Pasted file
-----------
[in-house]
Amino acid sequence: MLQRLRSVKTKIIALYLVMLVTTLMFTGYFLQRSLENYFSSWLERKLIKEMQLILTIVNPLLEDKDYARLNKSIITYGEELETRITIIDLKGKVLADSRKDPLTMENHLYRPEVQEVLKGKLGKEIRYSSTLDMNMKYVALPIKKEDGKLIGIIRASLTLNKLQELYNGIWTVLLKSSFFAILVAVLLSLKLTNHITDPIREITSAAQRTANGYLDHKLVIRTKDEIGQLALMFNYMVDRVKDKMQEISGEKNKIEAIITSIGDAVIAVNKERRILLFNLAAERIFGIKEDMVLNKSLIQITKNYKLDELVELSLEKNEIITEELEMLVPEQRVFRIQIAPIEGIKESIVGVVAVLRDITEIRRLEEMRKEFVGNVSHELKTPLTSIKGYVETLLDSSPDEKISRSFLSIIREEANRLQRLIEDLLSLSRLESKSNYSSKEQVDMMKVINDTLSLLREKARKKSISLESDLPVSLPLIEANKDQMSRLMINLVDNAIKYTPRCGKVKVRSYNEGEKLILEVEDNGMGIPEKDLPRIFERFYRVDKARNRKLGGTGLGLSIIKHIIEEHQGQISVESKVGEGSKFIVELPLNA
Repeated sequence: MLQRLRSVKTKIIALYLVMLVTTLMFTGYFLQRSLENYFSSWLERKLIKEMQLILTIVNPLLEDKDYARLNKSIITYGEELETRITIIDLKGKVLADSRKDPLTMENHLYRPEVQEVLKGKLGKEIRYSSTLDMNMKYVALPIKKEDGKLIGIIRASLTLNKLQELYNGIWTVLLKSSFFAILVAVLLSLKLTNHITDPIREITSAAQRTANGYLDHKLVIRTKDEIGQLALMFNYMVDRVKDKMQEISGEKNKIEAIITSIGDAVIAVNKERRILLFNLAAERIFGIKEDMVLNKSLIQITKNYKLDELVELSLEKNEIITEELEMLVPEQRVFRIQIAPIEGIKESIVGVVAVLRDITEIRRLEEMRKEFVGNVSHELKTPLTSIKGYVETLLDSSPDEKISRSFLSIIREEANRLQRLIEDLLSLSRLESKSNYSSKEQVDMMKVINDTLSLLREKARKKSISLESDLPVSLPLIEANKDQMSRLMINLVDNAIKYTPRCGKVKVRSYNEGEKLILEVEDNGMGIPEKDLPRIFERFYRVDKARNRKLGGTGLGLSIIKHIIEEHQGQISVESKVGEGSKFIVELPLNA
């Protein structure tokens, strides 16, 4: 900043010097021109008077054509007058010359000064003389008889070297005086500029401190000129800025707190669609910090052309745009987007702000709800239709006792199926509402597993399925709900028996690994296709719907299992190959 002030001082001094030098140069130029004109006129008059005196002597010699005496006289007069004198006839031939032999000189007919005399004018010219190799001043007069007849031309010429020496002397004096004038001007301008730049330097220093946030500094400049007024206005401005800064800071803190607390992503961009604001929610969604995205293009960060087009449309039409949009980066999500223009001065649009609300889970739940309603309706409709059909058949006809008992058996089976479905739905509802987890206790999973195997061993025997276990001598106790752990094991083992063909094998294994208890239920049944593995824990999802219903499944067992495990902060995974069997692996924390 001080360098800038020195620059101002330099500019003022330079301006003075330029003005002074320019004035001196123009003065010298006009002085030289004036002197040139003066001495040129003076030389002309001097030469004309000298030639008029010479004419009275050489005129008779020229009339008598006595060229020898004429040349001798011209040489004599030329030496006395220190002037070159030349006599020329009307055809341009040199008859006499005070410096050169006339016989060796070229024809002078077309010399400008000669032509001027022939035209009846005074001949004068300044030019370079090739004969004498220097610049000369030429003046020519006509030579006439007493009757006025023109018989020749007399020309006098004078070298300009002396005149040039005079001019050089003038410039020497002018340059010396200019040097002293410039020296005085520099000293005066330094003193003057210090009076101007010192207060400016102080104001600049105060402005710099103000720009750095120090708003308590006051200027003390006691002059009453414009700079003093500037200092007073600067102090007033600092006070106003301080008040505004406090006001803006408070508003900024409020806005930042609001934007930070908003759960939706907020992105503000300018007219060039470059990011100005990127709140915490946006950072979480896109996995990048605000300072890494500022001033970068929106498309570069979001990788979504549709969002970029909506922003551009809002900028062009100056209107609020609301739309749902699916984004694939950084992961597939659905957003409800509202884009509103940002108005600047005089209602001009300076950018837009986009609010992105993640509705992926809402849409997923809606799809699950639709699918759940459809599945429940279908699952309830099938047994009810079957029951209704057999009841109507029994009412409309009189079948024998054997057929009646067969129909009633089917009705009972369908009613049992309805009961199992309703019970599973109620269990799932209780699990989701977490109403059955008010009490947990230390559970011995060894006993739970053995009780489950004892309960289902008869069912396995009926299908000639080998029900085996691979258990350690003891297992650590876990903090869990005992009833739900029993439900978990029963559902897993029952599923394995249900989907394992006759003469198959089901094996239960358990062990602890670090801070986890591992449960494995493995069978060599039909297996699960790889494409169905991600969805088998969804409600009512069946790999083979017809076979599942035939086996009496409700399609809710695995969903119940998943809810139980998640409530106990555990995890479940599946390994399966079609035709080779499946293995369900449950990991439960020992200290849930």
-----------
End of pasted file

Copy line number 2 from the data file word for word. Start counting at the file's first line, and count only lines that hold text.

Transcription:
Amino acid sequence: MLQRLRSVKTKIIALYLVMLVTTLMFTGYFLQRSLENYFSSWLERKLIKEMQLILTIVNPLLEDKDYARLNKSIITYGEELETRITIIDLKGKVLADSRKDPLTMENHLYRPEVQEVLKGKLGKEIRYSSTLDMNMKYVALPIKKEDGKLIGIIRASLTLNKLQELYNGIWTVLLKSSFFAILVAVLLSLKLTNHITDPIREITSAAQRTANGYLDHKLVIRTKDEIGQLALMFNYMVDRVKDKMQEISGEKNKIEAIITSIGDAVIAVNKERRILLFNLAAERIFGIKEDMVLNKSLIQITKNYKLDELVELSLEKNEIITEELEMLVPEQRVFRIQIAPIEGIKESIVGVVAVLRDITEIRRLEEMRKEFVGNVSHELKTPLTSIKGYVETLLDSSPDEKISRSFLSIIREEANRLQRLIEDLLSLSRLESKSNYSSKEQVDMMKVINDTLSLLREKARKKSISLESDLPVSLPLIEANKDQMSRLMINLVDNAIKYTPRCGKVKVRSYNEGEKLILEVEDNGMGIPEKDLPRIFERFYRVDKARNRKLGGTGLGLSIIKHIIEEHQGQISVESKVGEGSKFIVELPLNA